Neasden residents slam bus route changes
Furious Neasden residents are struggling to cope with changes to bus routes and have hit out at Transport for London (TfL) calling for change.
Residents from the St Raphael’s Estate have claimed pensioners are forced to walk across busy roads and children are late for school as a result of the changes, which were implemented this summer.
In September, TfL withdrew the 206 bus that previously travelled into the estate and transferring it to Brent Park to serve shoppers at Tesco in Drury Way.
Angry residents have claimed they are now forced to walk up to 20 minutes to catch the bus and have to cross the busy north circular road in the process.
Brenda Linton, vice chair of the St Raphael’s Estate Tenants Group said the changes were causing problems for both children and pensioners.
She said: “People are struggling to carry heavy shopping from Tesco and Ikea as they cannot afford to pay another bus fare to get back to the estate.”
“Schoolchildren have been late for school and many old people on the estate are really struggling to deal with it.” In protest, Mrs Linton has helped to organise a petition calling for the return of the 206 which has received more than 300 signatures from local residents.
In a further twist, TfL also removed the PR2 service which used to serve Central Middlesex Hospital and replaced it with a 224 service; however residents have also hit out branding it an unfit replacement.
The route now takes passengers through Harlesden towards the Park Royal in a move which has seen many residents late for hospital appointments.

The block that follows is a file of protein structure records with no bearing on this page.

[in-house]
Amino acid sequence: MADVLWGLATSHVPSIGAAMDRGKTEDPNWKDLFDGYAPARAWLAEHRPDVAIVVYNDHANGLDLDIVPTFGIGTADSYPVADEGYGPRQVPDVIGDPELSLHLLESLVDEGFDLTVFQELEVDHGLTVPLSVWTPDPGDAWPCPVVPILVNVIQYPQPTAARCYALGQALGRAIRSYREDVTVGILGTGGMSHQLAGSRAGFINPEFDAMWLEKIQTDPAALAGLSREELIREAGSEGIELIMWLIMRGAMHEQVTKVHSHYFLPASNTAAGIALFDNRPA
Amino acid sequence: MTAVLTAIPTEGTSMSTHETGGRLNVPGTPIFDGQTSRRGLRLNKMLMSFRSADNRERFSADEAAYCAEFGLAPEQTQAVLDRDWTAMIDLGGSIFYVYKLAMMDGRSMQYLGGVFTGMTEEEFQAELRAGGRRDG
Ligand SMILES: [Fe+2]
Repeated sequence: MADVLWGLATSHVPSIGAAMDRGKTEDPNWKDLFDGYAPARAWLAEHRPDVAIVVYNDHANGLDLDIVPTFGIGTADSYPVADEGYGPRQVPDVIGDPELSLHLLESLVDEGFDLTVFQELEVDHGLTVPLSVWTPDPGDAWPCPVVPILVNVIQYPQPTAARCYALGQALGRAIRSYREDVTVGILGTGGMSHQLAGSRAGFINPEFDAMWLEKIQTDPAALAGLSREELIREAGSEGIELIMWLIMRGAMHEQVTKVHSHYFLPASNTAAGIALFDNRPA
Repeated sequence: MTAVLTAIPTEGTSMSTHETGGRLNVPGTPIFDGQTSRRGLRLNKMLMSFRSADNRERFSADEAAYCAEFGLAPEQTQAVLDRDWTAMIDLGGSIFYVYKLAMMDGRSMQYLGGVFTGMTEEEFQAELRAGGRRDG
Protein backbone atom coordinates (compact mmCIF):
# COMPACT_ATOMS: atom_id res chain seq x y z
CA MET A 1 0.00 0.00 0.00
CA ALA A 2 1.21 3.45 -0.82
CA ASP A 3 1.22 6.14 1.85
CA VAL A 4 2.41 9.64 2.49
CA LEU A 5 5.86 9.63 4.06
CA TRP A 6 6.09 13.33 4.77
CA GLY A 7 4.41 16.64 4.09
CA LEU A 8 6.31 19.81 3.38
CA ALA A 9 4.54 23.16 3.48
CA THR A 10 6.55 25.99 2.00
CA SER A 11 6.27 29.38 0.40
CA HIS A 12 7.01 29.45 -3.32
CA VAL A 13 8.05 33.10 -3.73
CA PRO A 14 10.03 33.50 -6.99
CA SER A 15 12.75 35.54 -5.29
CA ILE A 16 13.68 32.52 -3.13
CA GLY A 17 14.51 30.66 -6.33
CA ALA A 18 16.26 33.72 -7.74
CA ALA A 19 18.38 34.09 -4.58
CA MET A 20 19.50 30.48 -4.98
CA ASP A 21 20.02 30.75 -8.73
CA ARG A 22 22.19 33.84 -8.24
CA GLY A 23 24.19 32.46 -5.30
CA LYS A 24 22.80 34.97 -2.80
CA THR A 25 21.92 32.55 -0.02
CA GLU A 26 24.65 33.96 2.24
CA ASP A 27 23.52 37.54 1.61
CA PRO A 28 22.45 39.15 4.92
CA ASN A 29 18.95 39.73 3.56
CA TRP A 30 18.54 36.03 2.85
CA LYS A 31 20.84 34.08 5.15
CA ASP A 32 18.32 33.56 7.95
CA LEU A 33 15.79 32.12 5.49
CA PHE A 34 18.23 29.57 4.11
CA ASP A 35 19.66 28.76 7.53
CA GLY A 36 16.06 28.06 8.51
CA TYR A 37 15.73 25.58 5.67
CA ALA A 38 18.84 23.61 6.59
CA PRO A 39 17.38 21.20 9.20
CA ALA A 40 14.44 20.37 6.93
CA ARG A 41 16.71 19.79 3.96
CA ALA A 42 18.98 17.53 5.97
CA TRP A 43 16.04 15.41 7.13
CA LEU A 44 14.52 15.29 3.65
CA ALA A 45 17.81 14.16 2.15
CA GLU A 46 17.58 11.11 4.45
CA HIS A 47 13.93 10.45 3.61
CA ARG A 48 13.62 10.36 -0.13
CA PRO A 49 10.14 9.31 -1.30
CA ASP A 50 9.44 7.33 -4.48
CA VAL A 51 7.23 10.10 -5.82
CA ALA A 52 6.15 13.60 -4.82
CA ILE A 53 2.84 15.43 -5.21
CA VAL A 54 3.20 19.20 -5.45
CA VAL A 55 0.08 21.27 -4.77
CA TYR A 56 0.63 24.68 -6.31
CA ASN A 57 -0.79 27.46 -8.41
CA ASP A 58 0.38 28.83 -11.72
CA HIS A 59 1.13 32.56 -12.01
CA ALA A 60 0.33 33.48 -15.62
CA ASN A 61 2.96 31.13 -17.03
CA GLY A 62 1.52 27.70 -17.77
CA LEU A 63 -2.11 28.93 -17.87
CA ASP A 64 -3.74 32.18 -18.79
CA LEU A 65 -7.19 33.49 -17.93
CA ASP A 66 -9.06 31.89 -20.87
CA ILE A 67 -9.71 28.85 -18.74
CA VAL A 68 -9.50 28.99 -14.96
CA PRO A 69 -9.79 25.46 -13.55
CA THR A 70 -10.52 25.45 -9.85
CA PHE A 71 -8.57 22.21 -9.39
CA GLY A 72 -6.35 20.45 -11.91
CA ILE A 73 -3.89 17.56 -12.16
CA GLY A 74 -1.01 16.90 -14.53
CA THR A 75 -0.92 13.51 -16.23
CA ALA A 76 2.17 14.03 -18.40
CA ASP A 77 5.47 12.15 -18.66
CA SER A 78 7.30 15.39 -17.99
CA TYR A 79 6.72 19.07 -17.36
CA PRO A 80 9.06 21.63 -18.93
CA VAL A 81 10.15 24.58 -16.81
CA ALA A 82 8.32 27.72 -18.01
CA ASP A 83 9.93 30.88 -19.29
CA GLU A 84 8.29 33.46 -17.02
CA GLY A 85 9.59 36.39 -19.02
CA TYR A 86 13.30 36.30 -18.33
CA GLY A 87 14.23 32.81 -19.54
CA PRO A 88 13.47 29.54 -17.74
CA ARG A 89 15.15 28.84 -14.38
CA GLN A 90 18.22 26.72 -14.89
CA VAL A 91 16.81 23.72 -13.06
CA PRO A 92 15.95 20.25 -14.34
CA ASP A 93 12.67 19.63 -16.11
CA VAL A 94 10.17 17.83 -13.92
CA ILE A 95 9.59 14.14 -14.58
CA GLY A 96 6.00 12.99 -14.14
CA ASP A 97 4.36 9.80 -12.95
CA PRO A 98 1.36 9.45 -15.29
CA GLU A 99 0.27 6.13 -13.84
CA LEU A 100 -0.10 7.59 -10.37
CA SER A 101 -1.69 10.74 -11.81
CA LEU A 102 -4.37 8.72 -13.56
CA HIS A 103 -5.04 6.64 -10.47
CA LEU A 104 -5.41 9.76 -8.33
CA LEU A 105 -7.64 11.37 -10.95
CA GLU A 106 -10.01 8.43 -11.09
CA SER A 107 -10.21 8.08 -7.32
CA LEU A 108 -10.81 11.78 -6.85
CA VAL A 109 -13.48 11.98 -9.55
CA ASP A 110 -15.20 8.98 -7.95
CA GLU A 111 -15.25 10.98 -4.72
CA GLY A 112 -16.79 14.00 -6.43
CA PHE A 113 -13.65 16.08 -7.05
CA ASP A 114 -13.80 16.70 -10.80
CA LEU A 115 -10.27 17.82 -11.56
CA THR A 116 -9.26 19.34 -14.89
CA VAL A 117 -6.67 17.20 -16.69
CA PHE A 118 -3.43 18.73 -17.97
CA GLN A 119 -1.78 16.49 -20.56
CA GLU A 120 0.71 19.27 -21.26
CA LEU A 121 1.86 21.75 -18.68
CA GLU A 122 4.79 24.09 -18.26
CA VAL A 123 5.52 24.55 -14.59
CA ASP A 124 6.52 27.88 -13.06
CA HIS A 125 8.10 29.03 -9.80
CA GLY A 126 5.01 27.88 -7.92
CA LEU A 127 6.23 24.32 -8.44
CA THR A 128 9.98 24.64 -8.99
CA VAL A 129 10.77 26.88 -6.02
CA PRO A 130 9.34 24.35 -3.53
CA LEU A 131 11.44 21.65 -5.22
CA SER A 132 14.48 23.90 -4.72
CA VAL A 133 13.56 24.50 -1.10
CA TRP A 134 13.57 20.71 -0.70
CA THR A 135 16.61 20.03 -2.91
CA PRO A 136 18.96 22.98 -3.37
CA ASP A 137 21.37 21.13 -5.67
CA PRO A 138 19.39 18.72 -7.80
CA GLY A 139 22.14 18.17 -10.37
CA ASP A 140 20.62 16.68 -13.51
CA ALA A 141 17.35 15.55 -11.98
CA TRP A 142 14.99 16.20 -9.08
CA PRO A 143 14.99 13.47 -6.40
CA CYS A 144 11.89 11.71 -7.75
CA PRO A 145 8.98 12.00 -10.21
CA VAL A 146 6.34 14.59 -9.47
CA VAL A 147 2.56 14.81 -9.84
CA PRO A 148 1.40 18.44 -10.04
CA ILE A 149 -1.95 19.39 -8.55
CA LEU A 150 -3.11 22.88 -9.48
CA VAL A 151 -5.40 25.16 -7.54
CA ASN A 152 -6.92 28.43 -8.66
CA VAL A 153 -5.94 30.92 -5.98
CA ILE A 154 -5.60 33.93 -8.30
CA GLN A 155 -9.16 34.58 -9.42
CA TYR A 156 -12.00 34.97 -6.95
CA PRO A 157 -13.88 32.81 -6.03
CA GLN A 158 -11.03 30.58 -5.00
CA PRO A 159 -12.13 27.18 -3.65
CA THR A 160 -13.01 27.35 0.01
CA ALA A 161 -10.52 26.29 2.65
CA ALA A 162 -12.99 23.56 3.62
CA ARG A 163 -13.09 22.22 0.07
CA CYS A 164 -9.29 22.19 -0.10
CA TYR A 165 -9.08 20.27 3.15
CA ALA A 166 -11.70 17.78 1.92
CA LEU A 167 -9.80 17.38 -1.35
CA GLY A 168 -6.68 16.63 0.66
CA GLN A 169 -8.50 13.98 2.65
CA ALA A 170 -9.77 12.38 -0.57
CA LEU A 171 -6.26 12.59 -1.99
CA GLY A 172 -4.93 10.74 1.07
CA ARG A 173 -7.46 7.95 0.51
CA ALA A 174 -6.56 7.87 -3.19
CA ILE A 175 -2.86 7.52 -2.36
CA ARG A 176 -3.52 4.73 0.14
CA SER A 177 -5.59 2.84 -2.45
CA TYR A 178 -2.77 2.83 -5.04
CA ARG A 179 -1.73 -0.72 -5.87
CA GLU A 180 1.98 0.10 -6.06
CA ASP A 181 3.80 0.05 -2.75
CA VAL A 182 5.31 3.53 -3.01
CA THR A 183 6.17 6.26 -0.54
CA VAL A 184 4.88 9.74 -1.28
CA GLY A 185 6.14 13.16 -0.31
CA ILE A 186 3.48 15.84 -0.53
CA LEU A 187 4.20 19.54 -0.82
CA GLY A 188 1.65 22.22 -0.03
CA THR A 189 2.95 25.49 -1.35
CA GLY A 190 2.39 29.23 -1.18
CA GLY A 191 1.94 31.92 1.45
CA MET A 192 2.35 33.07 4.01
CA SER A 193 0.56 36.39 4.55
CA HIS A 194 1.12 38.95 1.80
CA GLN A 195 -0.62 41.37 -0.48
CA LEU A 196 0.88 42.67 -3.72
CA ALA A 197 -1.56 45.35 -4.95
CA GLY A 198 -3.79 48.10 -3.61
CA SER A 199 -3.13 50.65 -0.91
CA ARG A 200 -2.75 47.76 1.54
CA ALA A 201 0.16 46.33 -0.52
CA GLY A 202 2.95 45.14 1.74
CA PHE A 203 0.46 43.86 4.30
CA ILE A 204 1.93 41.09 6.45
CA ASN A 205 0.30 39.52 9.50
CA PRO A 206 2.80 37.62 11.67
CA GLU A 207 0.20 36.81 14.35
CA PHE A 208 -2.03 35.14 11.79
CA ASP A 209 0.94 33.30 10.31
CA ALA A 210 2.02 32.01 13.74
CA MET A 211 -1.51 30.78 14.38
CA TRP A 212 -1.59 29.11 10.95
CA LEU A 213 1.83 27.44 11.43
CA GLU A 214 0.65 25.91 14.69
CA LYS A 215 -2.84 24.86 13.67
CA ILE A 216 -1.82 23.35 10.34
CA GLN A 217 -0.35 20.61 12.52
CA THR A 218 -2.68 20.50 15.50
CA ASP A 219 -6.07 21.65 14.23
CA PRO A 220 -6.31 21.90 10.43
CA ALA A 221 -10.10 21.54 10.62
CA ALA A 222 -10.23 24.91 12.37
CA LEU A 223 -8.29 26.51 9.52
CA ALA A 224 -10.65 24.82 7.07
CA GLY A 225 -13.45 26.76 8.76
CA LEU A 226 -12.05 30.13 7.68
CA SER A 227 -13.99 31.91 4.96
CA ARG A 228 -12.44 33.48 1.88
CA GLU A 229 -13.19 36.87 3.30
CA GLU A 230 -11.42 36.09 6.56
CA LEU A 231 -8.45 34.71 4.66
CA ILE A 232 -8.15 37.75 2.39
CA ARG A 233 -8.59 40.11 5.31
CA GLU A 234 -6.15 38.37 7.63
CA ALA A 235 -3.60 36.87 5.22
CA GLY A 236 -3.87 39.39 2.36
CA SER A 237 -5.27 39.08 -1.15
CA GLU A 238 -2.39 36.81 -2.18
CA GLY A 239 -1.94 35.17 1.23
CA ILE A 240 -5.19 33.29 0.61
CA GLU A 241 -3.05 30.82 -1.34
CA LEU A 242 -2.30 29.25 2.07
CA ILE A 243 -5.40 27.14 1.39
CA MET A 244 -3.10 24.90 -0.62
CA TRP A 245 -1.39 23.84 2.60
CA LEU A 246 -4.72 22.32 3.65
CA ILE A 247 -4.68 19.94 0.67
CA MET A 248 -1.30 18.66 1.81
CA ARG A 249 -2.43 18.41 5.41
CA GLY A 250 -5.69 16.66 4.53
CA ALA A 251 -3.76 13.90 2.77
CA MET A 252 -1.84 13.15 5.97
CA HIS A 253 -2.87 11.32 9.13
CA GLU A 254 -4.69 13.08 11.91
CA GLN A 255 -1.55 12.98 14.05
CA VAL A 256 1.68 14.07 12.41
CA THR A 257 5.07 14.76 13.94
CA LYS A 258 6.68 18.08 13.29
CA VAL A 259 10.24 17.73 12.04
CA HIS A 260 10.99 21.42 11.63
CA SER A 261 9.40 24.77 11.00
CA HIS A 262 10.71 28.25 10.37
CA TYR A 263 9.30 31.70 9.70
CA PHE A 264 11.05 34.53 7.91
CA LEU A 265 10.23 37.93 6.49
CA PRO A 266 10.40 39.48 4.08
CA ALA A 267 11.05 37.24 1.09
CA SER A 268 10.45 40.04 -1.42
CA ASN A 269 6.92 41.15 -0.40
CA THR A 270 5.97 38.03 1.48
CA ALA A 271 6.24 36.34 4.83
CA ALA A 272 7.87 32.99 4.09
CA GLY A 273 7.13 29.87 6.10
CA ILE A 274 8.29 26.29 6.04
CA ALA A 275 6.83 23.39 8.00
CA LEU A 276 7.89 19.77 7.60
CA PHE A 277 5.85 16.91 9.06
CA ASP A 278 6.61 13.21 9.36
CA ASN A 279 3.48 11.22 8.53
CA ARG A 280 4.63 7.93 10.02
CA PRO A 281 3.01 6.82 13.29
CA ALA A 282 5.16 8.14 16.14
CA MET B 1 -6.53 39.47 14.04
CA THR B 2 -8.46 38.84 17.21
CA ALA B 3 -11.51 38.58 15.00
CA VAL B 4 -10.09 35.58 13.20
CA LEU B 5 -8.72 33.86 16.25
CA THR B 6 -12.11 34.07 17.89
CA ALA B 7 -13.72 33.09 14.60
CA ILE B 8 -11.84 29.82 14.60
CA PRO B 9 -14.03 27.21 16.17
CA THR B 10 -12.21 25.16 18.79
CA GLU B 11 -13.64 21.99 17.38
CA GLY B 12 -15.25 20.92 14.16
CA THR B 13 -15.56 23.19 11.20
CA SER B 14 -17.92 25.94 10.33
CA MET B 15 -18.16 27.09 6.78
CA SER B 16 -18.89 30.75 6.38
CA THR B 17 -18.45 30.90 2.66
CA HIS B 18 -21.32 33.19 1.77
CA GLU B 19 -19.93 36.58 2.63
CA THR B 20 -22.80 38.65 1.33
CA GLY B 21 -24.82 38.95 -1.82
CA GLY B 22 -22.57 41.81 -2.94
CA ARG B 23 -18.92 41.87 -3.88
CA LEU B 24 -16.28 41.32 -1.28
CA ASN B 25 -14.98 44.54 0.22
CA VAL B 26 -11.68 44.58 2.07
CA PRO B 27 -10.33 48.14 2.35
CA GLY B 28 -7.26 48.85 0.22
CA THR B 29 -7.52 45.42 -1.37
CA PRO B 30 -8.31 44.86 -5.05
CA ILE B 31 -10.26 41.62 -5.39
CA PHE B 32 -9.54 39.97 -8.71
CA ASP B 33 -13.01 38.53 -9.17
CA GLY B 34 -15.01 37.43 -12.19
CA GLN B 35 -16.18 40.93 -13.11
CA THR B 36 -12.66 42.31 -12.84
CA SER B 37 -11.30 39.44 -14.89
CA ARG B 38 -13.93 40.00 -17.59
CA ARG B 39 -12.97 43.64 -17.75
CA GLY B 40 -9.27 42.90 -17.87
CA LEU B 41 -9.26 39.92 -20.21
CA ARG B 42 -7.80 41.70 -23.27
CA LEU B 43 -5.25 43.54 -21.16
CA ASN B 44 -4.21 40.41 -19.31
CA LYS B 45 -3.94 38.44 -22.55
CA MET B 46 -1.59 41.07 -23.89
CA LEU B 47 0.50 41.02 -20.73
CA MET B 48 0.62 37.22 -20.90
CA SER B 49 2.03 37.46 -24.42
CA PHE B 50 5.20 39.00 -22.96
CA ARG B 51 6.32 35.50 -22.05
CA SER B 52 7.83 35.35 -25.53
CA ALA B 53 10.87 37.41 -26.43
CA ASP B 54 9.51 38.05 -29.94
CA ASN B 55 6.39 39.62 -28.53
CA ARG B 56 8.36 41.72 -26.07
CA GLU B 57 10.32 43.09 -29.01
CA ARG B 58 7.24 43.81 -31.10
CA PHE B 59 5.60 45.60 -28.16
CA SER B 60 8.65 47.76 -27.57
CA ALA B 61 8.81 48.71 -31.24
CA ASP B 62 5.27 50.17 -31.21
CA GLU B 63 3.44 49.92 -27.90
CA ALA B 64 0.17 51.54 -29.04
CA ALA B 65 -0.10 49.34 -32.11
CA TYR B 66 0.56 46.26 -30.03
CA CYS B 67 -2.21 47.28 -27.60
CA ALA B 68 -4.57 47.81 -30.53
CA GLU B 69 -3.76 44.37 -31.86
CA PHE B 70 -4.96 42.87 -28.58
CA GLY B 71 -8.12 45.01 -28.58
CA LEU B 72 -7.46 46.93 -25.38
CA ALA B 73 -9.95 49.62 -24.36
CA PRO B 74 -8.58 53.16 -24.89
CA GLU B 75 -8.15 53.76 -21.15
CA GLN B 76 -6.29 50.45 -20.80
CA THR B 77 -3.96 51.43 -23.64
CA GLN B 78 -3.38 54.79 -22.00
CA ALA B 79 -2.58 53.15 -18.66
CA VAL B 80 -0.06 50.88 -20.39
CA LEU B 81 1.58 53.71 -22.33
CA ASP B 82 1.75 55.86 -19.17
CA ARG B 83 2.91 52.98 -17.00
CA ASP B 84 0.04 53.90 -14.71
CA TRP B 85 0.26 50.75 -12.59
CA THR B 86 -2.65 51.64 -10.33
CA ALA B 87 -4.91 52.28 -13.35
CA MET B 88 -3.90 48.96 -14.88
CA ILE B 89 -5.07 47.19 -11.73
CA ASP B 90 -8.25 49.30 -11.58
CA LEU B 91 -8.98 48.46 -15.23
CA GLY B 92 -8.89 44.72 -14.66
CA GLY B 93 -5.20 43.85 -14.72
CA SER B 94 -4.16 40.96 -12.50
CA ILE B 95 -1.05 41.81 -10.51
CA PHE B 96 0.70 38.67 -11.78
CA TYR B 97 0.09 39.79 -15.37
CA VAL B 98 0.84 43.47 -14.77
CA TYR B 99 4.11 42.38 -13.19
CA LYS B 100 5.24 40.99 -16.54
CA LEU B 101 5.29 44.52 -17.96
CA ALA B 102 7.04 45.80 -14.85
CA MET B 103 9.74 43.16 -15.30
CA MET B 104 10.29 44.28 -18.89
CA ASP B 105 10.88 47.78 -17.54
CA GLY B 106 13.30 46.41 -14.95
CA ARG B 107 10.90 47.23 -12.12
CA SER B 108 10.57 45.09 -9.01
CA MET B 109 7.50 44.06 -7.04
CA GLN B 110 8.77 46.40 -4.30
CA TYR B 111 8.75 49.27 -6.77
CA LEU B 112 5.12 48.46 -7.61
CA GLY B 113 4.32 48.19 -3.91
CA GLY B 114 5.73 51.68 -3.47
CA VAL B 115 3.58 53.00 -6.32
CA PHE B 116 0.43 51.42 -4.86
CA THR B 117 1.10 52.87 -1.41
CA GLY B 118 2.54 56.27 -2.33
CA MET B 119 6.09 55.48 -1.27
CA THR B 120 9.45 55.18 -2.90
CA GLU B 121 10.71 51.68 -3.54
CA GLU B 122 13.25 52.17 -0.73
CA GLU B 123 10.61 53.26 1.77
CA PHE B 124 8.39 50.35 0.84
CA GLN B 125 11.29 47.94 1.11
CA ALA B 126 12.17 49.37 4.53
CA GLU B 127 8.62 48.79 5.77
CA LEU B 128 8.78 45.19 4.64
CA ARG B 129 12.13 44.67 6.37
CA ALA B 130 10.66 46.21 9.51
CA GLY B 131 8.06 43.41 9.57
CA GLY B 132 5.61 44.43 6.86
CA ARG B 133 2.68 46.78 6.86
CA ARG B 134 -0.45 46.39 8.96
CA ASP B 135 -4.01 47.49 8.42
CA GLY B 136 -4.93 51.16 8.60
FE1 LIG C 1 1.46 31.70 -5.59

Cllr Jim Moher, Brent council’s lead member for highways and transportation said a public meeting to discuss the issues was held last week where representatives from London busses, Brent Council and St Raphael’s Estate were on хэнд to discuss the issues.
He added: “We have мейд strong representations to London busses and raised the concerns of the public, they have now agreed the review their position and we will continue to monitor the situation closely.”
TfL’s Head of Network Development London Buses, John Barry said:“TfL is aware of the concerns and will continue to monitor the situation as promised. We will be undertaking a full review when the changes have had time to settle in, which is usually after around six months.
“This will take account of the overall package of changes, which was generally welcomed when we consulted prior to going ahead.”
The TfL Customer Services can be contacted on 0845 300 7000 or at www.tfl.gov.uk